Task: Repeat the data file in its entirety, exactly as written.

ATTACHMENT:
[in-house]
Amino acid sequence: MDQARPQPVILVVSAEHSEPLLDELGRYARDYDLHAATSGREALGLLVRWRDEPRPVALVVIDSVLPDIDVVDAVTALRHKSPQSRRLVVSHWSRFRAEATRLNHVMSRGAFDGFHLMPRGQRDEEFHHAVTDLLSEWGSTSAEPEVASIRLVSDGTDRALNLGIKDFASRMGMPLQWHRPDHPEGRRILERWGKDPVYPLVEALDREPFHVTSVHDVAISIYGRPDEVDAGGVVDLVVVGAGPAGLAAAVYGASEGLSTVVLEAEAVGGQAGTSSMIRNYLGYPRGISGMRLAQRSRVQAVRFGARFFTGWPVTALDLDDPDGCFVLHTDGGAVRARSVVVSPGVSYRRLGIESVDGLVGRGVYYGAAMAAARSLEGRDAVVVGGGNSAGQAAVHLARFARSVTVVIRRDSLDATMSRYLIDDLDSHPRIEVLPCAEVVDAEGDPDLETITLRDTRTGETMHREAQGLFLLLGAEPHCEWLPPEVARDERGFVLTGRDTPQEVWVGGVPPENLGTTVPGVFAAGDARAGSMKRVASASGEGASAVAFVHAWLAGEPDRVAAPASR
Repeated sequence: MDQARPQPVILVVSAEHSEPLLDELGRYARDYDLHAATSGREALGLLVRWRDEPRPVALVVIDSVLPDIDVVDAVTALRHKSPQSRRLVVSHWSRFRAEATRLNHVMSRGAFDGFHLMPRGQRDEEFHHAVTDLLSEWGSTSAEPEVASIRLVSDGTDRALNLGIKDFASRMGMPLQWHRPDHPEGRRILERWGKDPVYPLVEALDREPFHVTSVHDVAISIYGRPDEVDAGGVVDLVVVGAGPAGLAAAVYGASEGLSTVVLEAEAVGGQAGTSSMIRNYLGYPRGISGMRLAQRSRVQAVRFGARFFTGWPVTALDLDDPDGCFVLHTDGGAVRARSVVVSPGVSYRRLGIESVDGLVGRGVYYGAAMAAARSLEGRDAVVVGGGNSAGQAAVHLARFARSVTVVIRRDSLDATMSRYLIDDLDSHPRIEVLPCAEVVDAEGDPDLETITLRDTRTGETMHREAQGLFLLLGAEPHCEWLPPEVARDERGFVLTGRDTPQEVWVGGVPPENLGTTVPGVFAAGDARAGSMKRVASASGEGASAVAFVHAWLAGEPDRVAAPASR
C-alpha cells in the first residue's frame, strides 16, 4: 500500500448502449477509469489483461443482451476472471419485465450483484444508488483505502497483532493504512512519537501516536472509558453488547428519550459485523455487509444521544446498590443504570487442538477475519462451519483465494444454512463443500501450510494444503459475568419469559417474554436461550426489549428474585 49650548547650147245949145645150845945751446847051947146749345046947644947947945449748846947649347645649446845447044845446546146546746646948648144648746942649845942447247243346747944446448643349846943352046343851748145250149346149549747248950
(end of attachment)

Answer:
[in-house]
Amino acid sequence: MDQARPQPVILVVSAEHSEPLLDELGRYARDYDLHAATSGREALGLLVRWRDEPRPVALVVIDSVLPDIDVVDAVTALRHKSPQSRRLVVSHWSRFRAEATRLNHVMSRGAFDGFHLMPRGQRDEEFHHAVTDLLSEWGSTSAEPEVASIRLVSDGTDRALNLGIKDFASRMGMPLQWHRPDHPEGRRILERWGKDPVYPLVEALDREPFHVTSVHDVAISIYGRPDEVDAGGVVDLVVVGAGPAGLAAAVYGASEGLSTVVLEAEAVGGQAGTSSMIRNYLGYPRGISGMRLAQRSRVQAVRFGARFFTGWPVTALDLDDPDGCFVLHTDGGAVRARSVVVSPGVSYRRLGIESVDGLVGRGVYYGAAMAAARSLEGRDAVVVGGGNSAGQAAVHLARFARSVTVVIRRDSLDATMSRYLIDDLDSHPRIEVLPCAEVVDAEGDPDLETITLRDTRTGETMHREAQGLFLLLGAEPHCEWLPPEVARDERGFVLTGRDTPQEVWVGGVPPENLGTTVPGVFAAGDARAGSMKRVASASGEGASAVAFVHAWLAGEPDRVAAPASR
Repeated sequence: MDQARPQPVILVVSAEHSEPLLDELGRYARDYDLHAATSGREALGLLVRWRDEPRPVALVVIDSVLPDIDVVDAVTALRHKSPQSRRLVVSHWSRFRAEATRLNHVMSRGAFDGFHLMPRGQRDEEFHHAVTDLLSEWGSTSAEPEVASIRLVSDGTDRALNLGIKDFASRMGMPLQWHRPDHPEGRRILERWGKDPVYPLVEALDREPFHVTSVHDVAISIYGRPDEVDAGGVVDLVVVGAGPAGLAAAVYGASEGLSTVVLEAEAVGGQAGTSSMIRNYLGYPRGISGMRLAQRSRVQAVRFGARFFTGWPVTALDLDDPDGCFVLHTDGGAVRARSVVVSPGVSYRRLGIESVDGLVGRGVYYGAAMAAARSLEGRDAVVVGGGNSAGQAAVHLARFARSVTVVIRRDSLDATMSRYLIDDLDSHPRIEVLPCAEVVDAEGDPDLETITLRDTRTGETMHREAQGLFLLLGAEPHCEWLPPEVARDERGFVLTGRDTPQEVWVGGVPPENLGTTVPGVFAAGDARAGSMKRVASASGEGASAVAFVHAWLAGEPDRVAAPASR
C-alpha cells in the first residue's frame, strides 16, 4: 500500500448502449477509469489483461443482451476472471419485465450483484444508488483505502497483532493504512512519537501516536472509558453488547428519550459485523455487509444521544446498590443504570487442538477475519462451519483465494444454512463443500501450510494444503459475568419469559417474554436461550426489549428474585 49650548547650147245949145645150845945751446847051947146749345046947644947947945449748846947649347645649446845447044845446546146546746646948648144648746942649845942447247243346747944446448643349846943352046343851748145250149346149549747248950